The Kenwood TM-D700 is the work-horse of the whole system.  Most of our communications are committed to 2-meters and there is no machine that can match the D700.  The ability to separate the control head from the radio permits us to better utilize negative space inside the SKB container.  How do we like the D700?  We have purchased six of them, so far.

To cover our CW needs, we selected the MFJ-495 Memory Keyer.  This gets more use out of Field Day when we are sending the same redundant information, but this reinforces the desire for memory keying.  It is also a nice back-up to have incoming CW, deciphered on the screen, in front of you.  Please notice that it is capable, and we did incorporate, the ability to plug in and send CW with a computer key-board.

Any key that goes into our emcom station is going to be a Vibroplex.  Massive weight affords stability during use and an adjustment to personal taste is quick and easy.

 Modifications were made to this instrument so that we could move it in and out of the case and lock it into an operating or transporting position.

When the posterior cover is removed from the case, this is what presents.

The top of our case makes room for a locking rack drawer.  This is the ideal place to store our Heil headsets, Garmin GPS, identification tags and any other small items.

We do not want any trouble with our rigs, especially on the power supply side, so we purchased an Icom PS-125 Base Station Power Supply to handle the HF rig.  It is expensive and heavy, but at least we won’t have to worry about power handling capabilities.  This power supply is dedicated only to the Icom 706.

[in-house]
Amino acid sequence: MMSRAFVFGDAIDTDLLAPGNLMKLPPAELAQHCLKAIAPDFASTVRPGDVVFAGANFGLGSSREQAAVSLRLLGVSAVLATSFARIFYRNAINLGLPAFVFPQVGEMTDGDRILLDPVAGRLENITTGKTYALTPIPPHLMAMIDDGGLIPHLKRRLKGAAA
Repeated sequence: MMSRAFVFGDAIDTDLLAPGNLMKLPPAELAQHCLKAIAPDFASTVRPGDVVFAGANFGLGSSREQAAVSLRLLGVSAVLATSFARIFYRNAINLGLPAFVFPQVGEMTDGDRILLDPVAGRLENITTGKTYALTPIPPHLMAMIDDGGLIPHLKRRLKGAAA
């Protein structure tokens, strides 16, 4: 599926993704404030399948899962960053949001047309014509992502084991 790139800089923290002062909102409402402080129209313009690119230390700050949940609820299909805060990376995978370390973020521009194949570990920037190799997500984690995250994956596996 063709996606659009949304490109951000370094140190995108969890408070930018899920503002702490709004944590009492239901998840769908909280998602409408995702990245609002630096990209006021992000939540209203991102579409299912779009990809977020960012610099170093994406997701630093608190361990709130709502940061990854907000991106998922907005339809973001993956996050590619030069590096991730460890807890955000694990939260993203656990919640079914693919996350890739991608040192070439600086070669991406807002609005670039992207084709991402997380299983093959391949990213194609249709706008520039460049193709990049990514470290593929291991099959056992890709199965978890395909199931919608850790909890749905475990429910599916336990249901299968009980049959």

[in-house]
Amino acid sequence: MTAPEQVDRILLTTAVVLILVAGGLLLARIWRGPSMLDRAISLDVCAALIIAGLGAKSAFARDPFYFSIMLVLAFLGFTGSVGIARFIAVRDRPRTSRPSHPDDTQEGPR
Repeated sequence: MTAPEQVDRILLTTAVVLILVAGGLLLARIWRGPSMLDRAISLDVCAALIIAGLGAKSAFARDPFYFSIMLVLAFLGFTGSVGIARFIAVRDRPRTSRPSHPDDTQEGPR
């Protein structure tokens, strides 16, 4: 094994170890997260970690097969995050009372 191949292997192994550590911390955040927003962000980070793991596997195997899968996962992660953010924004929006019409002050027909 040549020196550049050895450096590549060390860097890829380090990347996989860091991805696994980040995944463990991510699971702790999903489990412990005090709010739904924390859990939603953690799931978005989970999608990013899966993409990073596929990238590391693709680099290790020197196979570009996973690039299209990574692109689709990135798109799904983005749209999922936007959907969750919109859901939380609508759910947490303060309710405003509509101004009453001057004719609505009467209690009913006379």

After weighing all the pros and cons, we ended up buying a one-space security cover with 1/16 hole and mounted five SO-239 double females in it.  The antenna jacks were not accessible on the back of the radios so RG-8U jumpers from rig to SO-239 makes for easy for fast connect and disconnect.

 Antenna labels were made by using Photoshop to create the labels and then attaching them under pieces of Plexiglas.

Our antennas consist of the RADS (Rapid Antenna Deployment System) 9-11/A1, which is usually connected to the Icom, and a water-pipe J-Pole which is usually connected to the Kenwood. These antennas satisfy most of our needs but we do have immediate access to various wire antennas, vertical traps, and beams, just in case.

We did participate in a disaster drill, where we set up this emcomm station, stuck the J-Pole in the ground, fired up the generater, and made immediate 2-meter contact with an area hospital, 30 miles away.

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We did attach a ground lug to the frame so that we are able to ground the whole system.

Computer cords are attached onto all rigs and neatly tucked in the back so that data communications can be rapidly accessed.

The D700, AOR, PK-232, and Keyer are all powered by a MFJ-4125, 25 Amp Switching Power Supply.

Digital communications are handled with a Dell Precision M70 laptop computer.  Besides all the standard communications software, the Dell also contains the manual of every piece of equipment in the emcom station, every frequency assigned in the State of Iowa, and all the SOP’s for NIMS and ICS.

The encomm station is powered by a Honda 2000 generator. 2000 watts, 47 LBS, less than 60 dB, and 4 hours per gallon at rated load.